The Real Story Behind Mergers, Acquisitions and Corporate Venture Capital

The Real Story Behind Mergers, Acquisitions and Corporate Venture Capital

John Somorjai, EVP at Salesforce Ventures, sits down with Jason Lemkin to talk corporate development and venture capital: who gets funded, the financial climate, and more.

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In a nutshell:

  • Founders should always have an exit strategy, and start building relationships with potential acquirers early on.
  • If you have solid business fundamentals, you should continue to ramp up your sales team even in an uncertain funding climate.
  • Be transparent. There’s no point in doing otherwise.

In 2009, Salesforce began to make strategic investments as Salesforce Ventures with a goal to building an ecosystem of the best companies in cloud computing that its customers would have an interest in. At that time, companies were having a hard time raising money and the involvement of Salesforce early on made a difference in their growth. Salesforce invested in companies with room to grow, including HubSpot, DocuSign and Box. Salesforce Ventures focuses not just on financial returns, but on strategic investments. Of SV’s 150 investments, about half are Series A, 30% are Series B and the rest are late stage.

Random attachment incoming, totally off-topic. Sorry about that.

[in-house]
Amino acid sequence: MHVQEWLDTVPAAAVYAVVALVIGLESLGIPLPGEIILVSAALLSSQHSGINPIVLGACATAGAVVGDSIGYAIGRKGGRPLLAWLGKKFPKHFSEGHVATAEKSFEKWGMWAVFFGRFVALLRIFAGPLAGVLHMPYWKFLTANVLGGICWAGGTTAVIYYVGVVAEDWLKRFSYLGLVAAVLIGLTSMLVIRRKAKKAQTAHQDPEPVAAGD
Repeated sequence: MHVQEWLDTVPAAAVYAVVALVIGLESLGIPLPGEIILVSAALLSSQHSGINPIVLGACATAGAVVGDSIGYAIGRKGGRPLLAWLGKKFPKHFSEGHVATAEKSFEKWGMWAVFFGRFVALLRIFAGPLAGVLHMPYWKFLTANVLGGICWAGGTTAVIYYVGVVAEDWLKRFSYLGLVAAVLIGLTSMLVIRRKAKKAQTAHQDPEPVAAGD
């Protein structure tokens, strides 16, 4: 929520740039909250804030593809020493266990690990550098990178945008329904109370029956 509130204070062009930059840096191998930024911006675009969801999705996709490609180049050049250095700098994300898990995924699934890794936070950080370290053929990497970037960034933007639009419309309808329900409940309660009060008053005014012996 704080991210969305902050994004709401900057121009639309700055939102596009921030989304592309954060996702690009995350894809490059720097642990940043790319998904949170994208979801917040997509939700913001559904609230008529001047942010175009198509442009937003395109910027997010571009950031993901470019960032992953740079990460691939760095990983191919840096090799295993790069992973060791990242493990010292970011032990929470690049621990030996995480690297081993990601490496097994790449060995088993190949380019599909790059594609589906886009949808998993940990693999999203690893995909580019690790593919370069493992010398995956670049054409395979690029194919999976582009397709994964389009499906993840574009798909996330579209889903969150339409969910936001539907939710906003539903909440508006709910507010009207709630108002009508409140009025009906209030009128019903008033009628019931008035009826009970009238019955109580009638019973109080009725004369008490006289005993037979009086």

As markets show signs of unrest, Somorjai recommends that companies minimize burn rates. If you have low net churn, he says, and reasonable CAC, you should continue to ramp up sales. Consider the funding climate an opportunity for businesses with sound fundamentals.

SV doesn’t have one metric they look at when investing, but they do consider CAC, ARR and attrition - the last is an important, but often overlooked, measure of a company’s success.

Mergers and acquisitions

Generally, companies are bought, not sold. If you have a pre-existing relationship with a potential acquirer, the process may go easier - but you’ll have to be very clear about your value proposition. Founders that want to be bought should build executive relationships with target buyers.

“There are no shotgun weddings.”
Take meetings with corporate development teams you think might be good buyers - and be transparent. Always disclose your revenue - your acquirers will find out anyway.

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